Even before the official White House announcement, rumors about the choice drew criticism on Thursday from Republicans already anxious about the 2010 census, a multibillion-dollar enterprise that will determine which states gains seats in Congress and which ones lose them, as well as the allocation of federal dollars to states and cities based on population.

Mr. Groves, 60, was not available for comment on Thursday. He faces confirmation by the Senate but, given the Democrats’ 58-to-41 advantage, would appear to have an excellent chance.

Republicans expressed alarm because of one of Mr. Groves’s specialties, statistical sampling — roughly speaking, the process of extrapolating from the numbers of people actually counted to arrive at estimates of those uncounted and, presumably, arriving at a realistic total.

If minorities, immigrants, the poor and the homeless are those most likely to be missed in an actual head count, and if political stereotypes hold true, then statistical sampling would presumably benefit the Democrats.

Republicans have generally argued that statistical sampling is not as reliable as its devotees insist. “Conducting the census is a vital constitutional obligation,” Representative John A. Boehner of Ohio, the House minority leader, said Thursday. “It should be as solid, reliable and accurate as possible in every respect. That is why I am concerned about the White House decision to select Robert Groves as director of the Census Bureau.”

Representative Darrell Issa of California, the ranking Republican on the House Committee on Oversight and Government Reform, also issued a statement of dismay. “This is an incredibly troubling selection that contradicts the administration’s assurances that the census process would not be used to advance an ulterior political agenda,” Mr. Issa said.

The Census Bureau is part of the Department of Commerce, whose secretary, Mr. Locke, said during his recent confirmation hearings that “there are no plans to use any type of statistical sampling with respect to population count.” …

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Written by LeisureGuy

3 April 2009 at 1:00 pm

The Cobbe portrait of Shakespeare

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Very interesting.

Vodpod videos no longer available.

more about "The Cobbe portrait of Shakespeare", posted with vodpod

Written by LeisureGuy

3 April 2009 at 12:35 pm

Posted in Daily life

Caul fat

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I’m dying to use it in cooking. Take a look and read how to use it.

Written by LeisureGuy

3 April 2009 at 12:29 pm

Posted in Daily life, Food

Marion Nestle on the pistachio recalls

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Good points by Marion Nestle from her blog Food Politics:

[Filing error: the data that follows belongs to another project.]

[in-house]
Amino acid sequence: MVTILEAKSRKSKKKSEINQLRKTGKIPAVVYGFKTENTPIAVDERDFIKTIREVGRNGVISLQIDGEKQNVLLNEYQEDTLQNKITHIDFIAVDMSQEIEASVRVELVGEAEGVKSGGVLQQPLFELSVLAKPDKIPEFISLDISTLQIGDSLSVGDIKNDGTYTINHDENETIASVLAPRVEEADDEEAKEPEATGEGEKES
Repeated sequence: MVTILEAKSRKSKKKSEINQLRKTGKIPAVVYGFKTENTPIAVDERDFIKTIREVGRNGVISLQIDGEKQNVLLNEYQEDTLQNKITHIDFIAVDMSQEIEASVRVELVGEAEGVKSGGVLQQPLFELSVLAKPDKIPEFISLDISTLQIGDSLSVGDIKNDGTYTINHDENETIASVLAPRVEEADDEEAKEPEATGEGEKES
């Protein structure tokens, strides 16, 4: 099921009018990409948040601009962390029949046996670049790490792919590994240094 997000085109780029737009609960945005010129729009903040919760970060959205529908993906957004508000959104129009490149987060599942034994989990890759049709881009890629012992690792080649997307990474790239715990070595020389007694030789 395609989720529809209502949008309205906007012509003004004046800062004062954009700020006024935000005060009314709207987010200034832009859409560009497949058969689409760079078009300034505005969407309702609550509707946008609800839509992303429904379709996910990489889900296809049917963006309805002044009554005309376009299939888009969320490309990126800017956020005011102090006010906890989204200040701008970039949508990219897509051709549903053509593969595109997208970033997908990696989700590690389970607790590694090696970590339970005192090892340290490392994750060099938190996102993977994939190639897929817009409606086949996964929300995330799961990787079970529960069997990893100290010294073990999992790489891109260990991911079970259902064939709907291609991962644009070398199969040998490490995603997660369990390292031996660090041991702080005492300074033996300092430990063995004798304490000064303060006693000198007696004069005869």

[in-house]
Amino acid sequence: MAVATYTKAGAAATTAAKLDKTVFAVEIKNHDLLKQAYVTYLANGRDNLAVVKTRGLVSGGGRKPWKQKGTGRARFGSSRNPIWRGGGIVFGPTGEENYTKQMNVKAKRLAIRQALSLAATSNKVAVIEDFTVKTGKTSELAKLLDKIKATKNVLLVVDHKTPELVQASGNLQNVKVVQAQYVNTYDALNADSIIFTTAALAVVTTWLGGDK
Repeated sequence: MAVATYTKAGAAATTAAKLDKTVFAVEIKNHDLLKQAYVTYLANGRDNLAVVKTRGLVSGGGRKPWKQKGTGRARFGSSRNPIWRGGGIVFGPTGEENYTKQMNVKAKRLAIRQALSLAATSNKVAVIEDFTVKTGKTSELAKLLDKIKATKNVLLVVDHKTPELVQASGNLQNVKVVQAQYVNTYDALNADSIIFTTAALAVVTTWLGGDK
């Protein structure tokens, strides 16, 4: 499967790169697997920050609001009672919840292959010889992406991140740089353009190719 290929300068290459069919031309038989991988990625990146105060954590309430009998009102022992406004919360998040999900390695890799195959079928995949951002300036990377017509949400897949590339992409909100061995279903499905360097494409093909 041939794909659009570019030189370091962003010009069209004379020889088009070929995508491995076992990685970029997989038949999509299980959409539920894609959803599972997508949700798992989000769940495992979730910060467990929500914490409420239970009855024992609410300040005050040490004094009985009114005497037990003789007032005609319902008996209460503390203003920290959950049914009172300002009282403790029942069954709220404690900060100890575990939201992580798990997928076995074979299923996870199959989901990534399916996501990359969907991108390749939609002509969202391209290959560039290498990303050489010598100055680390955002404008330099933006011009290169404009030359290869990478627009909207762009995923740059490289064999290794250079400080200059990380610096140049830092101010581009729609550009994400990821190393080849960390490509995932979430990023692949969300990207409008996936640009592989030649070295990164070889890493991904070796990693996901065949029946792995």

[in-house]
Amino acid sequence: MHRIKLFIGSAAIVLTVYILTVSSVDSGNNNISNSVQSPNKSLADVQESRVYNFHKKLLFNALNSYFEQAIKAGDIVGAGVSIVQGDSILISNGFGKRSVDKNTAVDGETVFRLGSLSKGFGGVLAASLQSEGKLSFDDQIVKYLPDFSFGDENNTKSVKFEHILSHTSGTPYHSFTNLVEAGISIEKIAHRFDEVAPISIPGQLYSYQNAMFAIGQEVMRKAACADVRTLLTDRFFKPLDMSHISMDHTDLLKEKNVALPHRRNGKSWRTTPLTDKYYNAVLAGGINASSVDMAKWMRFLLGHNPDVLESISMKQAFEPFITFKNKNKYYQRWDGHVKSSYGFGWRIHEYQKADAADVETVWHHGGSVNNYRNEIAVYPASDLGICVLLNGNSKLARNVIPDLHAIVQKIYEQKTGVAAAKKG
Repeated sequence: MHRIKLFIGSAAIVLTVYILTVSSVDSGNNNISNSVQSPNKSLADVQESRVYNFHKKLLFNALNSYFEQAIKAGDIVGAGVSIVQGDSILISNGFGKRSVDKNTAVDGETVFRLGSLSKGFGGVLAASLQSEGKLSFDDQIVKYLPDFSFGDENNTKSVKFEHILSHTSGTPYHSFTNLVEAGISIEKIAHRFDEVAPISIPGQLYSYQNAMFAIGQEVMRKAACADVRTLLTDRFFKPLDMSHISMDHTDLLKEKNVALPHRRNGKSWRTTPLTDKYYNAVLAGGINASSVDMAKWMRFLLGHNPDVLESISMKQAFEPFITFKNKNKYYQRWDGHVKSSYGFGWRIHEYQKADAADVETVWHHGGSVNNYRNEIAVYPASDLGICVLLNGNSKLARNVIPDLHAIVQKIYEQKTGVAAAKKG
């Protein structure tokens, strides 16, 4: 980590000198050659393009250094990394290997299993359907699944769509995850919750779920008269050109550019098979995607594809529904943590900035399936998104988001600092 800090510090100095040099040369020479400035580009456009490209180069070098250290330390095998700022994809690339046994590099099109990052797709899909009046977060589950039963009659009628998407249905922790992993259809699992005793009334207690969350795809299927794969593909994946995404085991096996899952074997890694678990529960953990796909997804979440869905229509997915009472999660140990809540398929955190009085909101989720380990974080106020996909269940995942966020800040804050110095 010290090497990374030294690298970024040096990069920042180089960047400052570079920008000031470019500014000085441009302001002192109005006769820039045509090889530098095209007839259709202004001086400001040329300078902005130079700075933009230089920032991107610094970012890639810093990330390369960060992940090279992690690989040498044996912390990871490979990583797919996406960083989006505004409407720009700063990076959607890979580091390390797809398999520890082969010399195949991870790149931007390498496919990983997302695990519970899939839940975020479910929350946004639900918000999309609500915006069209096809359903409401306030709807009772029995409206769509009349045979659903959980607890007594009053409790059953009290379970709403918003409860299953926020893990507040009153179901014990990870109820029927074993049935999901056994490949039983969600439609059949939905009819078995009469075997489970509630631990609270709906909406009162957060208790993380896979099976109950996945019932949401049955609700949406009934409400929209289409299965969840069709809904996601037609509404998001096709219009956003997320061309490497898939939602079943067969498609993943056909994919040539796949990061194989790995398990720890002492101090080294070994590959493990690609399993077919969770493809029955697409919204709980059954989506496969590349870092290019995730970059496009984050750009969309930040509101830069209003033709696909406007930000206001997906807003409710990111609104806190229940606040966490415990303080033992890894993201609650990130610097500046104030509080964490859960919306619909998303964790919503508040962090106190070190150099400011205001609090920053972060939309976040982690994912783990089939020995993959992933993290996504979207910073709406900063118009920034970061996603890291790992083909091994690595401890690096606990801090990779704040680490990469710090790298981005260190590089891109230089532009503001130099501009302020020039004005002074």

The interesting part about this latest recall – now 2 million pounds and involving 74 products so far – is how the Salmonella contamination was discovered.  According to a lengthy account in USA Today, a small nut company in Illinois, Georgia’s Nut, routinely tests for Salmonella and found the bacteria in nuts purchased from Setton Pistachio of California.  Georgia’s Nut recalled products distributed in the Chicago area.  This company also produces a trail mix for Kraft Foods.  It notified Kraft Foods, which also promptly recalled its products.

I’m guessing that Georgia Nut must follow a HACCP (Hazard Analysis and Critical Control Point) plan.  HACCP is a science-based food safety procedure that requires analyzing where contamination might occur in production processes (hazard analysis), taking steps to prevent contamination at those critical control points, and using pathogen testing to make sure the steps were followed and the plan is working.

HACCP, as I keep complaining, is only required for meat and poultry production on the USDA regulatory side (where is it poorly enforced) and for sprouts, fresh juices, seafood, and eggs on the FDA side.  The producers of everything else are supposed to follow Good Manufacturing Processes, which are considerably less rigorous and, as we saw with the peanut butter recalls (more than 3,800 products from 200 companies) and their health consequences (nearly 700 sick, at least 9 deaths), clearly do not work.

How about HACCP for all foods?  Worth a try?

Written by LeisureGuy

3 April 2009 at 12:28 pm

Free Java-based notetaking app

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Take a look—I’m going to try it.

UPDATE: I got a bot warning when I started the download. I’ve decided not to install at this point. Lifehacker is usually more reliable. Note the comment below.

UPDATE 2: This from a comment at the link above:

A quick search on the app’s forum shows that the developer is aware that AVG is flagging the installer (not the zip version): [] If you’re still worried, you can try the zip version – AVG shouldn’t have a problem with it.

Written by LeisureGuy

3 April 2009 at 12:24 pm

Posted in Daily life, Software